It is a reality of life that men are competitive and the most competitive games draw the most competitive men. That's why they are there. To compete. To know the rules and objectives when they get in the game.

The object is to win fairly, squarely, by the rules-but to win. And in truth, I've never known a man worth his salt who in the long run, deep down in his heart, didn't appreciate the grind, the discipline.

The speech was never copyrighted.

Am I going to hear from some of our ladies on this one? I sense some mail already coming my direction...

Ask the Expert

“Is Buying a Boat a Good Idea?”

The answer is no--unless you enjoy financial pain. Very little debate on that. There was a very recent article in the Wall Street Journal online written by a woman?who was married to a guy who?had bought his dream boat--a 28 foot power boat--after years of owning?a?17 foot vessel.?Delighted at first, his initial joy slowly turned to a chagrined outlook as the expenses in maintaining this boat took on an exponential?cash burn rate. A tank of fuel was suddenly $300. Slip fees went way up. Insurance went that same direction. Suddenly, he had new friends that loved going out on his boat while he shouldered all the responsibility on the water. Enough of that, he decided to sell the boat.

Those of you that have spent enough time with me know that I enjoy power boating and sailing--it's just great being out on the water in a number of different ways. In a perfect world, I'd probably own 4-5 boats. Just think of all the stories I could tell which leads me to an amusing twist on boat ownership. I happen to have a group of friends and we all own boats---probably 15-20 of us. We get together from time to time for lunches, a dinner occasionally--it's pretty much a guy thing--and the humor is slanted that same way. Without question, the number one topic?always on the burner is who has the latest and greatest horror story about how much money was just left at the boatyard for repairs/maintenance/upkeep. I can assure you that every boatyard in the San Francisco Bay Area is thoroughly trashed at these get togethers for their exhorbitant rates, poor service, and somtimes haughty attitudes. No boatyard escapes our wrath. No boatyard cares about that. The settling of a $15,000 boat yard bill is usually accompanied by a "free t-shirt" and a "Come back soon. Your boat needs more work". We have a friend who recently?left with a $30,000+ bill--engine problems. We asked him if he got "2 free t-shirts".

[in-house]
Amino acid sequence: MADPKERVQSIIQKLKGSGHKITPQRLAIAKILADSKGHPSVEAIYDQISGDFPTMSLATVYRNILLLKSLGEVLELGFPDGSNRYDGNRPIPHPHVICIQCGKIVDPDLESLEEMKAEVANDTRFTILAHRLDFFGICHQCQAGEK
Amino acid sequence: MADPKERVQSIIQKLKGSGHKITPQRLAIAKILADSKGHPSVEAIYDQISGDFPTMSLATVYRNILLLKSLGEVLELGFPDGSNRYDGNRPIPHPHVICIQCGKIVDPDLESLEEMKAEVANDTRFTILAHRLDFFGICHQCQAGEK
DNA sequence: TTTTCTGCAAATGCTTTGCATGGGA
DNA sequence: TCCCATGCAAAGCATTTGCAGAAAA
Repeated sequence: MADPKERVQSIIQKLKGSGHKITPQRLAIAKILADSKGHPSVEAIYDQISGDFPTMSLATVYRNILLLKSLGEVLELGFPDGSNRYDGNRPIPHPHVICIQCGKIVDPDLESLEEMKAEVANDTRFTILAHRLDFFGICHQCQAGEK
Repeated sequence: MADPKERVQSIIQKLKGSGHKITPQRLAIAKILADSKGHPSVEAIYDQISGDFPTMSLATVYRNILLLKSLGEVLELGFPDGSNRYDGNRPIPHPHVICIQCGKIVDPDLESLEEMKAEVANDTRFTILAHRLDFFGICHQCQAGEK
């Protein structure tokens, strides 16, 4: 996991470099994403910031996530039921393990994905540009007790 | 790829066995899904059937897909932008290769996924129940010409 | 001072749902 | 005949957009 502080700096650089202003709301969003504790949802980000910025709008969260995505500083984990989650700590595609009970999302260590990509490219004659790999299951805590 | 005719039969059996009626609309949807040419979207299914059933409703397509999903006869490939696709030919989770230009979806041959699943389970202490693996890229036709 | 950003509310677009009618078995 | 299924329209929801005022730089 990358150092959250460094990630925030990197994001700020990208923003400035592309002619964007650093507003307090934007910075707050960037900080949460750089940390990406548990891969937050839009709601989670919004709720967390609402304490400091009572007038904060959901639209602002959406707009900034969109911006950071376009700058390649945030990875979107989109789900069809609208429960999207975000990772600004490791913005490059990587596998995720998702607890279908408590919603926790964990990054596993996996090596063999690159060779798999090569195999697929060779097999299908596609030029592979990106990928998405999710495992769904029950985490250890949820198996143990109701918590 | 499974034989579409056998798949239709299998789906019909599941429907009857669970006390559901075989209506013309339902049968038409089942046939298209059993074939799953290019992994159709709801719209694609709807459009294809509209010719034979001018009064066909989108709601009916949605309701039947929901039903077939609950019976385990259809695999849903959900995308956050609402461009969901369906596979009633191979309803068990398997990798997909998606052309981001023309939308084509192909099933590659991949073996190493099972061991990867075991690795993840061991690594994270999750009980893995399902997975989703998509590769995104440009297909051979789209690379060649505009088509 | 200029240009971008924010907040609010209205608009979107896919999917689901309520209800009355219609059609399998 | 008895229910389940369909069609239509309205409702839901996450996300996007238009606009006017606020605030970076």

What I have come to realize is that as much as we all love to complain about our boat problems, we secretly love to hear even more?about others boat problems----the worse and more expensive the better--particularly so we can go home to our loved ones and proclaim that we are not the only idiots in town. I doubt any of us are going to sell our boats any time soon other than to buy another one!

Market Stats

“Record Year of Mergers Expected in 2006”

No big surprise here. Analysts attribute the increase in deals in part to heightened activism among investors such as hedge funds that are pushing companies to sell off unprofitable business units. Another important factor is the long-held belief that buying a competitor is the fastest way to expand a company. It is much easier to buy something than build it from scratch. The bottom line is?whether or not a company wants to be a major player TODAY or wait 10 years to build it---if it can even be built.

Helpful Links

“America's Greatest 100 Golf Courses

Okay, so we're goofing off a bit. Let's get serious and take a tour of the 100?greatest golf courses?America has to offer....courtesy of Golf Digest....Is your favorite on it?